•  How can a sales force play its part in implementing its organisation’s desired transformation process?
  • How can sales performance parameters be balanced to maximise performance?

There is no one answer to these questions — or to the overall challenge they relate to. However, over the years, it has been observed that sales incentive plans (SIP) can be a highly effective strategy. SIPs can have considerable influence, as they reward individuals and teams for implementing a desired set of actions and for behaving in the desired way. Many organisations are therefore crafting SIPs designed to drive “desirable behaviours” amongst their sales teams and to reinforce their performance targets.


*A recent Mercer study, found that 75% of life sciences organisations have qualitative parameters built into their SIPs.


These parameters were included to ensure that:


  • The quality of sales is maintained.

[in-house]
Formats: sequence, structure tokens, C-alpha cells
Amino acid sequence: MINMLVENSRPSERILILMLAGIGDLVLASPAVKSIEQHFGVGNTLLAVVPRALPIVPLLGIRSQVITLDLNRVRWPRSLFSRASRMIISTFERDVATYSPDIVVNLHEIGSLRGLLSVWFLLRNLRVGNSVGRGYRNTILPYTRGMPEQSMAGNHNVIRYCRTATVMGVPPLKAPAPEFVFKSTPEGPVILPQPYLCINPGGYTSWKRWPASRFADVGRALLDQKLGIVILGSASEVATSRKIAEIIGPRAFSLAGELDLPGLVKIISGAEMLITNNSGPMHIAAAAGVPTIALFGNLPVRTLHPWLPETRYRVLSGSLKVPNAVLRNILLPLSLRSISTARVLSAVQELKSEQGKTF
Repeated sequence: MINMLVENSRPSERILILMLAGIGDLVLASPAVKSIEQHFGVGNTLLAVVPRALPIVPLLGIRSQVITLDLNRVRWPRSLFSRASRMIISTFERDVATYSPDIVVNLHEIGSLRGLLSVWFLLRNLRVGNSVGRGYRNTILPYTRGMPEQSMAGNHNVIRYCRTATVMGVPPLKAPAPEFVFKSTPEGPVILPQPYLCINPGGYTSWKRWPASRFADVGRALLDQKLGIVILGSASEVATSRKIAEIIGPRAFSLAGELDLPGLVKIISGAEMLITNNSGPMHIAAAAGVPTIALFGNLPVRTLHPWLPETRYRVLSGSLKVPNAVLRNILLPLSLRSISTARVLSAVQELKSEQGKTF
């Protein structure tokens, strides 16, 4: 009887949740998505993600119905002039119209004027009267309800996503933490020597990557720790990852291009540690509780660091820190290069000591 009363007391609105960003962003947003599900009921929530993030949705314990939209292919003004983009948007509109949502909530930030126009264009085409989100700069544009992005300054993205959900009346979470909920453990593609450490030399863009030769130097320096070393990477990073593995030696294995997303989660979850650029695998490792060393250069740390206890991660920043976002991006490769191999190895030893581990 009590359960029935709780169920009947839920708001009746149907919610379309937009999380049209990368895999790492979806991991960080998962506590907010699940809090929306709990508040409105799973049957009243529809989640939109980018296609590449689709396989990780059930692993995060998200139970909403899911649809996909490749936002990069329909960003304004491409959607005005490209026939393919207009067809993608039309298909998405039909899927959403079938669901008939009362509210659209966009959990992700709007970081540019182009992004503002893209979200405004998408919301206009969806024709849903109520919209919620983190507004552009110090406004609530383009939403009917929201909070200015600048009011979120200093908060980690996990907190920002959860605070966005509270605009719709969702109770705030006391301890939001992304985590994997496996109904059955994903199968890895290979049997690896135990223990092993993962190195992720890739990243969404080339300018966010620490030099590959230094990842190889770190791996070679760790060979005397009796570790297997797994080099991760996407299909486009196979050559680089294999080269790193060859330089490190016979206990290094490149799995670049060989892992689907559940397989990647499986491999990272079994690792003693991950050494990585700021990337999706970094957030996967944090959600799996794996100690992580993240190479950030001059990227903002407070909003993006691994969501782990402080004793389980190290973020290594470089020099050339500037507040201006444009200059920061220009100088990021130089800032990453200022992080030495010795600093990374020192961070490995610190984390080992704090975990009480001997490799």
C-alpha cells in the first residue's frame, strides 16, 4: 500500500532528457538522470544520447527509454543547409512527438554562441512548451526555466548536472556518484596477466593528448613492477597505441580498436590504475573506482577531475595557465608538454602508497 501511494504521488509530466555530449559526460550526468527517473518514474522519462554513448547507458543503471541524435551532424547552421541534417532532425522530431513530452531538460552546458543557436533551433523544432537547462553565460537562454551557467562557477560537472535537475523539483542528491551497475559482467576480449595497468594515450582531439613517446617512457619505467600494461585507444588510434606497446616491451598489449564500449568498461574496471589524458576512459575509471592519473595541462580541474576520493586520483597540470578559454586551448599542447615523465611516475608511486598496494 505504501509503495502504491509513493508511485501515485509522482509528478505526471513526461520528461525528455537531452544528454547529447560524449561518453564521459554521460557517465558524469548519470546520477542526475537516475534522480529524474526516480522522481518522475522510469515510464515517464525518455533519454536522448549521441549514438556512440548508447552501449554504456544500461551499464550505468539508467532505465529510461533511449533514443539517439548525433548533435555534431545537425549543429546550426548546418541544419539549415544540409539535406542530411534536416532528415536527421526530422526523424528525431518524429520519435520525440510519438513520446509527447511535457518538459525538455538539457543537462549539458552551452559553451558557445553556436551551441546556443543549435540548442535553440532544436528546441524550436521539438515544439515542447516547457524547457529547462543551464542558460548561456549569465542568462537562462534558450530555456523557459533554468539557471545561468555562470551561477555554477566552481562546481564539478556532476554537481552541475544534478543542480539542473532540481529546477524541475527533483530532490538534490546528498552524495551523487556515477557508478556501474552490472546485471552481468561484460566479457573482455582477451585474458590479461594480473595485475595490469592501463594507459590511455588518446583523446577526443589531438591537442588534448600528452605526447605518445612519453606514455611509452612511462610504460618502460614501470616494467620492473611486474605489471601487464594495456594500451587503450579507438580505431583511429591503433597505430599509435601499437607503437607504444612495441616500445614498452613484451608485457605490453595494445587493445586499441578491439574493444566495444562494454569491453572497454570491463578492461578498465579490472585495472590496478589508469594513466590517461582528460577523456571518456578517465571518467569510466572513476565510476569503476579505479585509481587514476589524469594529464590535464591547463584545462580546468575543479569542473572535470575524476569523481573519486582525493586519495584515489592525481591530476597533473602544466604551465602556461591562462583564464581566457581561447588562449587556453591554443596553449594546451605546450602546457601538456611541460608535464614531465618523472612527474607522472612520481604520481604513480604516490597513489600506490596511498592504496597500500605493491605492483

• The effort of the sales force is rewarded.
  • Change management initiatives are successful.


These qualitative parameters include:


  • Doctor/call ratios
  • The level of adoption of virtual platforms and channels for engagement and content delivery
  • Product knowledge
  • Customer satisfaction scores
  • Lead- generation results

While most of these qualitative parameters are common, some are only now coming into general use (for example, doctor/call ratios, the adoption of virtual platforms).


The way in which certain sectors of the Indian life sciences industry have incorporated these parameters into their SIPs is discussed in more detail in the sections below.